It’s like this, isn’t it?

I picture my father, dead a dozen years now, reaching from the great beyond to tap me on the shoulder.

“What do you want, Pa?” I ask.

“Look,” he says. “I’ve been practicing my moonwalk.”

“Is that something you do a lot — I mean, in heaven?”

“Who says I’m in heaven?” he replies. “Watch me.”

My father was always big on self-improvement, but his moonwalk’s no better now than it was thirty years ago when my younger brother, dying of AIDS, told him, “Michael Jackson’s a better dancer than Fred Astaire.”

They tore into each other, the only language they knew how to speak. Grinning and dribbling on the couch he couldn’t rise from, my brother — who loved to push every button on the old man’s chest — said, “Why don’t you give me fifty dollars so I can buy drugs?”

And our father in the kitchen, having failed once again to fix anything my brother could keep down, yelled, “I’m not giving you money to buy your goddamn drugs!”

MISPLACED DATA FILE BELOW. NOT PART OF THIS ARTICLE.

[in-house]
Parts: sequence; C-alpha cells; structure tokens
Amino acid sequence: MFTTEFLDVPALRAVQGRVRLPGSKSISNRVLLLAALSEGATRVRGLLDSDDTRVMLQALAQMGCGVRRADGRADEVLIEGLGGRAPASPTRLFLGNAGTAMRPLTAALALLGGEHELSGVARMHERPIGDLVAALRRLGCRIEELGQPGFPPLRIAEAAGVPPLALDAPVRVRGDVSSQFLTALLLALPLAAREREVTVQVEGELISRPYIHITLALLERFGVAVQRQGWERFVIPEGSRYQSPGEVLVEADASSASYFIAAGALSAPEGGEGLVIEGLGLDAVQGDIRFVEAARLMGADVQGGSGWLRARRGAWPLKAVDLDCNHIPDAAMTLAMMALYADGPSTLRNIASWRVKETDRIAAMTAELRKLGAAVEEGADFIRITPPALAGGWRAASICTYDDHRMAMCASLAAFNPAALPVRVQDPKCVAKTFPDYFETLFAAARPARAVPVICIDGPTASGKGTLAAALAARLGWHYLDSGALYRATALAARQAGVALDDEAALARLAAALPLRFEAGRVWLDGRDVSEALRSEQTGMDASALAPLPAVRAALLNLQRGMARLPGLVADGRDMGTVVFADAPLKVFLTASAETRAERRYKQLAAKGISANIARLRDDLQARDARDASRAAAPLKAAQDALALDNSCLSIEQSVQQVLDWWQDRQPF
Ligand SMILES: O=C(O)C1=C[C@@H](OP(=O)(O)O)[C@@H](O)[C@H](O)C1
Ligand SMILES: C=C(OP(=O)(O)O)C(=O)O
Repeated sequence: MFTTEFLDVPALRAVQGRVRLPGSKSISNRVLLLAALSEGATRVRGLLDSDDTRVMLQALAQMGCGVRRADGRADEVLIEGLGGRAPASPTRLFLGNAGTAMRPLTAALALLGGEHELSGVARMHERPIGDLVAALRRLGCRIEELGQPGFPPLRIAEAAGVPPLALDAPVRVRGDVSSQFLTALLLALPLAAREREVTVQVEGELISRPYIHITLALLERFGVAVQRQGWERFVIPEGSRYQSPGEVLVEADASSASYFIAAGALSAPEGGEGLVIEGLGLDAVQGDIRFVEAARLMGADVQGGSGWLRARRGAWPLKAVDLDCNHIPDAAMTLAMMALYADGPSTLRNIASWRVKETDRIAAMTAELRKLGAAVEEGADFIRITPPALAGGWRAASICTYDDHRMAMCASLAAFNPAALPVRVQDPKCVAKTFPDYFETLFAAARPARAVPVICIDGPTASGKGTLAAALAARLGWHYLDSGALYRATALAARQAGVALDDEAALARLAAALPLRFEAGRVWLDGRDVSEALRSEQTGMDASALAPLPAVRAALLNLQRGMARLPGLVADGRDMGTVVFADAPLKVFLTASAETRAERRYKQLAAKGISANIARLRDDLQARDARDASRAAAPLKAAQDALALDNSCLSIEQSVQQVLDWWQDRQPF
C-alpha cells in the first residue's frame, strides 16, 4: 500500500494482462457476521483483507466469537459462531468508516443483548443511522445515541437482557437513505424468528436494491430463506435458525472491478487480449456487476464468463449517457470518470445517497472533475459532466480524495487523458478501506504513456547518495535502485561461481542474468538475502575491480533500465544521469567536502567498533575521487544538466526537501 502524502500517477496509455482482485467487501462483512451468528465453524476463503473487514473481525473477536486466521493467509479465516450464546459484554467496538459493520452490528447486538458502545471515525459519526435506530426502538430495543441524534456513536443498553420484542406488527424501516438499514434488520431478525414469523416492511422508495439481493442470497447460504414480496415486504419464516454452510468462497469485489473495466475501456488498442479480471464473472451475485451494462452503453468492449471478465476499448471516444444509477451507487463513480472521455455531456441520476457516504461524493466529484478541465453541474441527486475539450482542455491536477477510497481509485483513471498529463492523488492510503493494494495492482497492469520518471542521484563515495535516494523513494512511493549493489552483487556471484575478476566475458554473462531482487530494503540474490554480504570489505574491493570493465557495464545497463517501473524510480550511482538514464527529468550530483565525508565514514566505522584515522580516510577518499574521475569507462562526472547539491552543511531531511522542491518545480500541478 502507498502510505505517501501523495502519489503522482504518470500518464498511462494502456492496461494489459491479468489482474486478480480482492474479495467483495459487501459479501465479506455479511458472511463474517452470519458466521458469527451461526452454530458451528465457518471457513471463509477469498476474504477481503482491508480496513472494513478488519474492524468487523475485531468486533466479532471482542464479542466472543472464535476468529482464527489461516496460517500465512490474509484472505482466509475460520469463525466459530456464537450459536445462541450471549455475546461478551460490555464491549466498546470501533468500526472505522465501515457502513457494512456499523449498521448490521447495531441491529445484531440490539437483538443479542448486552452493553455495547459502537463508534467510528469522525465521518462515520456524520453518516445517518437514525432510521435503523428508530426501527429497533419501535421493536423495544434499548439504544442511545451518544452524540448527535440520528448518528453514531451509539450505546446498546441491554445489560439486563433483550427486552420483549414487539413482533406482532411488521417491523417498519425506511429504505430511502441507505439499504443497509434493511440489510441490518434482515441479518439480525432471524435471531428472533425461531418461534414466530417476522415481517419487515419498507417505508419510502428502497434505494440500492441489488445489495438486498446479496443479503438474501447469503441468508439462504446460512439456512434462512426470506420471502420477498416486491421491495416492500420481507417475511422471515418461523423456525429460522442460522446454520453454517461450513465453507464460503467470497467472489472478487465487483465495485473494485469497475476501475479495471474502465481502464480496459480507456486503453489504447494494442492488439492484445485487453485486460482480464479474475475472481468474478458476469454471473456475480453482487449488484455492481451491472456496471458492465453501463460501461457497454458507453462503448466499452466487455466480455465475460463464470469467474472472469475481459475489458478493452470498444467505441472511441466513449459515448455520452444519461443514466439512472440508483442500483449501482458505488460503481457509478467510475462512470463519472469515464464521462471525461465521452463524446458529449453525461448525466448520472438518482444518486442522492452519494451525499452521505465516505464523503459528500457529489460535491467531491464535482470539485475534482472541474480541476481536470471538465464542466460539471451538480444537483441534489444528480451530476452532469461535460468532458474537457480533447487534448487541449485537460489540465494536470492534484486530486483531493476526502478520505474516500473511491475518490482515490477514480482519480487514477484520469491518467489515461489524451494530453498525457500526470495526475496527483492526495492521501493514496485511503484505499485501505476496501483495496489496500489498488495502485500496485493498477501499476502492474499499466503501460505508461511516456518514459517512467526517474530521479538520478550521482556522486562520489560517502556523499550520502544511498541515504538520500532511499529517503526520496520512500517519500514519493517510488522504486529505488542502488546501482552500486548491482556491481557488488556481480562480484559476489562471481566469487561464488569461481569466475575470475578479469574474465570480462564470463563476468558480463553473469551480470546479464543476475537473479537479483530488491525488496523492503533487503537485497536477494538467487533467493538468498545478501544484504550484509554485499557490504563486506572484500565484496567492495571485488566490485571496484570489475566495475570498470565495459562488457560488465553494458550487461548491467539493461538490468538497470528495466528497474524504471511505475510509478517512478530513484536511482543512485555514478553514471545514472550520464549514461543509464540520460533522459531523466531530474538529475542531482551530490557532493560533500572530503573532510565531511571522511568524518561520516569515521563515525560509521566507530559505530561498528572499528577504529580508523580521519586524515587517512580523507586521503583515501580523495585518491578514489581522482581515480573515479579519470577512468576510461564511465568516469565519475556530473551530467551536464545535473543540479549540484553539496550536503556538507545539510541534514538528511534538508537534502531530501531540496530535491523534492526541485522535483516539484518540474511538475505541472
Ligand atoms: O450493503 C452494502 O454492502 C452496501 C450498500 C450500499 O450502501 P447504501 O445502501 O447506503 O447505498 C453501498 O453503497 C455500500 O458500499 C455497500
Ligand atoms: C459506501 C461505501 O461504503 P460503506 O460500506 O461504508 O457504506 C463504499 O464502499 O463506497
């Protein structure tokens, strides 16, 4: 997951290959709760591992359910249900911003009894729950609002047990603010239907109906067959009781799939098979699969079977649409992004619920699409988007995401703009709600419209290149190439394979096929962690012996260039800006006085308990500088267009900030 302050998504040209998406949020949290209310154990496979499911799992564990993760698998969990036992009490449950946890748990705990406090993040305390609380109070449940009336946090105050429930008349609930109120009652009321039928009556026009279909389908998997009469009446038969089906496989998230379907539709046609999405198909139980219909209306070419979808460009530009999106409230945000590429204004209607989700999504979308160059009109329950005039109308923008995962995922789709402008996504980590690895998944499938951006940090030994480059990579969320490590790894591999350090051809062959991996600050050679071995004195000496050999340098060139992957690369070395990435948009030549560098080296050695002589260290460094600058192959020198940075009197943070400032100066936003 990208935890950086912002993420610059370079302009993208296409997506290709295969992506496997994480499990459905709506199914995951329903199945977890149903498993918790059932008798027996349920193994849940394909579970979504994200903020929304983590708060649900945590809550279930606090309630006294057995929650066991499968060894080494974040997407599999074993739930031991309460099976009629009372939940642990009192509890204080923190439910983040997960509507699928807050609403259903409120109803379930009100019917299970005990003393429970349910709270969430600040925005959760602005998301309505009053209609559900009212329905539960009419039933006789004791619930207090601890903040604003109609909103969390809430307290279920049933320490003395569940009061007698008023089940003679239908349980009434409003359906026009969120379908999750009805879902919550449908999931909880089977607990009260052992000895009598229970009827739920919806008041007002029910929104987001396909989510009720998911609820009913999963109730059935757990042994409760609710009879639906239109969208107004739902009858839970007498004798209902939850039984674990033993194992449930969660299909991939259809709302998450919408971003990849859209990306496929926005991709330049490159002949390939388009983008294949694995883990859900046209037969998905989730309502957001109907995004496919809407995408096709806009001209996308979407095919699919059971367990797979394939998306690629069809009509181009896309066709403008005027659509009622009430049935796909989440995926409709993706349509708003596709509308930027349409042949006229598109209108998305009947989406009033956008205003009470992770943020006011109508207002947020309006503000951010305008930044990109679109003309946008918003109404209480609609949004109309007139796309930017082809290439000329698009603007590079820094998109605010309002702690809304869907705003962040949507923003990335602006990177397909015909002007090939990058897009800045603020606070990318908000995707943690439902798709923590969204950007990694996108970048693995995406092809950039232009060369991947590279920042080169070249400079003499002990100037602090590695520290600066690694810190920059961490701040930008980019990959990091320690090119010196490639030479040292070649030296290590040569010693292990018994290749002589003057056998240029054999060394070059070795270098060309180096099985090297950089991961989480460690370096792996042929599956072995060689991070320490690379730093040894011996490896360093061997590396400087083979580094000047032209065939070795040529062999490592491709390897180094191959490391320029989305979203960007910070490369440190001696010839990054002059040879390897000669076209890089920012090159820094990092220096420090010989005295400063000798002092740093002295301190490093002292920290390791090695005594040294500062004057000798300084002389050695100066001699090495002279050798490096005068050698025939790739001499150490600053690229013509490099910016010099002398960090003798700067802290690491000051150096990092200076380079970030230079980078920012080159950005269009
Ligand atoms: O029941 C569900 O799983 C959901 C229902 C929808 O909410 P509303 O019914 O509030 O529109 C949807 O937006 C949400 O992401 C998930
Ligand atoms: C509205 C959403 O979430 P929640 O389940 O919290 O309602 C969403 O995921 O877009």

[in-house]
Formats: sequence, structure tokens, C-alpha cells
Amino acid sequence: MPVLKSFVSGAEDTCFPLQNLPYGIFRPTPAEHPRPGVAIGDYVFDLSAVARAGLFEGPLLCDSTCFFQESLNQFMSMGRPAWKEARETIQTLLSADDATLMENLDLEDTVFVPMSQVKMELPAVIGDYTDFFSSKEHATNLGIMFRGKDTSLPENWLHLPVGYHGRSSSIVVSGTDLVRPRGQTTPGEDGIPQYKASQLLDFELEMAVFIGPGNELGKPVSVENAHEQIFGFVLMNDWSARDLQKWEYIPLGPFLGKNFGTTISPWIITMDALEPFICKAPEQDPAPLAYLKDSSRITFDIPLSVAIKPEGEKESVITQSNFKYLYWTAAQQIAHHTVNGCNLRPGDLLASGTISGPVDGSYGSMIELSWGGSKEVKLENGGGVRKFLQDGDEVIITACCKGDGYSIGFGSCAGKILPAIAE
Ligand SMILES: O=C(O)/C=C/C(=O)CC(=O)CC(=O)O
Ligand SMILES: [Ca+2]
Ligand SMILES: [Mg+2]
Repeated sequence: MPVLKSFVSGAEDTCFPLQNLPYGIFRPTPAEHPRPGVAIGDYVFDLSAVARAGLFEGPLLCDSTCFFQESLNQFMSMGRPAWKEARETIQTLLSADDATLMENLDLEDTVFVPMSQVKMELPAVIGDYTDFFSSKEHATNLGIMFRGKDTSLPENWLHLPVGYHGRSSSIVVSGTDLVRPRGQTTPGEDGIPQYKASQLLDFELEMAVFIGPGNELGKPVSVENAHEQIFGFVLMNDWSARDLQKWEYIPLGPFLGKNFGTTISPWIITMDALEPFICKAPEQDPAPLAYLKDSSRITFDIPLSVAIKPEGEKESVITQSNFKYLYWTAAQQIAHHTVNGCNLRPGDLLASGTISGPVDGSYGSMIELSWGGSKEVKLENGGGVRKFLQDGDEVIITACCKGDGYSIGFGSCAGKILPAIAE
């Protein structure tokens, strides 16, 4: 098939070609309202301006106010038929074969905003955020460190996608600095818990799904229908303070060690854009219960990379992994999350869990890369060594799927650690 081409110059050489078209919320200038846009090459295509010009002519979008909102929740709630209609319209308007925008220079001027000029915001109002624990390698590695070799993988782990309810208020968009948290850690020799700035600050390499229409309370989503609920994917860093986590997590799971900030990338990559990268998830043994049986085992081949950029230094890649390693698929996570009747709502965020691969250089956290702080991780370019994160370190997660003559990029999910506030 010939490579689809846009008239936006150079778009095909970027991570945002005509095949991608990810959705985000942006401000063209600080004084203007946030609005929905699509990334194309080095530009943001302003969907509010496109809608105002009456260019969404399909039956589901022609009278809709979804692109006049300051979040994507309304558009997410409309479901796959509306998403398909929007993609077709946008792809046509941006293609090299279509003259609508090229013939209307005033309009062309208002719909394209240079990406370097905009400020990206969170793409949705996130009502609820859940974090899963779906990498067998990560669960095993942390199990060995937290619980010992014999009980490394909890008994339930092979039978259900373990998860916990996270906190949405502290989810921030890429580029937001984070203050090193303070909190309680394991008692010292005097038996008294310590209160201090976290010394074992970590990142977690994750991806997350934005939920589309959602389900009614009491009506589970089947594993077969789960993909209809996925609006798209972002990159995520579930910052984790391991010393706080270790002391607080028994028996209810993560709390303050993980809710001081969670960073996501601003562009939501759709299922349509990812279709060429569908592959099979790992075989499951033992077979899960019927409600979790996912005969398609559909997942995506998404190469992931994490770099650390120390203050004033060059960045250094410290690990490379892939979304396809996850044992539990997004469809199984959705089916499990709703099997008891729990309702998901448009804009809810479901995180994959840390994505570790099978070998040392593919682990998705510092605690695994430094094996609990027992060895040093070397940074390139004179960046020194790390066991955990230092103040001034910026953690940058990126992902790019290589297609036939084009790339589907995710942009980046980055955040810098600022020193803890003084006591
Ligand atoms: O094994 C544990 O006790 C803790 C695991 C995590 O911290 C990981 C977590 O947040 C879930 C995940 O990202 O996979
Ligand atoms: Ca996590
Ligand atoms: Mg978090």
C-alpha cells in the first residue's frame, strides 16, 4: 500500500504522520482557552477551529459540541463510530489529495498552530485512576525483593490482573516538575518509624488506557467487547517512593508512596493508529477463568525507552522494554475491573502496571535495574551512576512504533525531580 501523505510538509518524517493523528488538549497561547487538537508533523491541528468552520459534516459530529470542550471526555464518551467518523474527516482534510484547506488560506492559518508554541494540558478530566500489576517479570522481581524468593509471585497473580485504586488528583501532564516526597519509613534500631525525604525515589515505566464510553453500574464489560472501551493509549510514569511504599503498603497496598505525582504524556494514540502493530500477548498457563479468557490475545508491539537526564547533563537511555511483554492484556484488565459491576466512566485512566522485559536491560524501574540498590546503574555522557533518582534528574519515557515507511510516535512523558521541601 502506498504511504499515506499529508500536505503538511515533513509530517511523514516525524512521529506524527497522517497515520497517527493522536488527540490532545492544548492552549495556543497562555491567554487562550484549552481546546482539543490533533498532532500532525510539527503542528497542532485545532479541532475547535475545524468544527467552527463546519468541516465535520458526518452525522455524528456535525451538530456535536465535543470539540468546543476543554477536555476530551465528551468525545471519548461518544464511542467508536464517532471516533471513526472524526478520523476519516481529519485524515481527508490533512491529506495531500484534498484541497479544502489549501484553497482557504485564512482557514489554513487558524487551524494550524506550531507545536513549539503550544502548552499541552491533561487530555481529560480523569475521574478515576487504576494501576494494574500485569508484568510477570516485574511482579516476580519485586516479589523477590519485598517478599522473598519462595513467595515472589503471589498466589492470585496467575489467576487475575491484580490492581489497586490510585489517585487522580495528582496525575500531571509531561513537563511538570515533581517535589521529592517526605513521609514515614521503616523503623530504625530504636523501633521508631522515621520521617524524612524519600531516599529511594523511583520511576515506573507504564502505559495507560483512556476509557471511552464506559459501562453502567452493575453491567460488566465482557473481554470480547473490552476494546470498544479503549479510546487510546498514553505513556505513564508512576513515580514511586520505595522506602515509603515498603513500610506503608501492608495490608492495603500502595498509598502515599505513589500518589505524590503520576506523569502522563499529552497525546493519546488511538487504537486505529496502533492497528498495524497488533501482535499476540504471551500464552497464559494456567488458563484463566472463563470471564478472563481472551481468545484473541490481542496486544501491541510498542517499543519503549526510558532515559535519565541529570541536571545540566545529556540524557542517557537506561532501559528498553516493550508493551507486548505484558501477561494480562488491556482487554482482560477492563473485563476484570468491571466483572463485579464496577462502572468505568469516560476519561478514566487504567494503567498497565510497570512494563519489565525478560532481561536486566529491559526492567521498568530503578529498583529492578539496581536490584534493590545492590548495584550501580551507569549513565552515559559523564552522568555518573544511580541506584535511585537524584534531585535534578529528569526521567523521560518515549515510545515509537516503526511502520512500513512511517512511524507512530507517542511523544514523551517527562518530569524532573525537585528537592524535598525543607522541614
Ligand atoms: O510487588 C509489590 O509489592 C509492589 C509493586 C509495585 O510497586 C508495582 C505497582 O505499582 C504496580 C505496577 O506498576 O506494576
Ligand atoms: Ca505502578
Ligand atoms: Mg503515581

My brother snickered, his lungs slowly filling with the fluids that would finish him off the next week. “OK,” he wheezed, regaining his breath. “Give me twenty bucks, and I’ll go out and get drunk.”

But that’s not the point.

And the point is not that their last argument was about who was the better dancer, Fred Astaire or Michael Jackson, the very idea of which blew the lid off my father’s pressure cooker. The point is that my father sat down on the vinyl-covered sofa next to my blanket-swaddled brother and deigned to take a look, for the first time, at MTV. As Michael Jackson glided across the television, they gazed, the two of them, at a screen illuminating the world neither would see enough of in life.

“You know,” my father said, “he’s not half bad.”

And I noticed, first at my brother’s funeral (I don’t think he knew he was doing it) and later over the years, my father slipping one foot backward as he raised the other on its toe, looking more like a ballerina with a cramp than Magic Michael. And each time I witnessed this, I fell in love again with this man who tried to slide and switch across the living room.

Now, long after our eyes filled with tears for my beautiful baby brother, long after my father’s lungs filled with the fluids that did him in, I picture the two of them walking the moon together, the way they tried and failed so many times to walk together here on earth.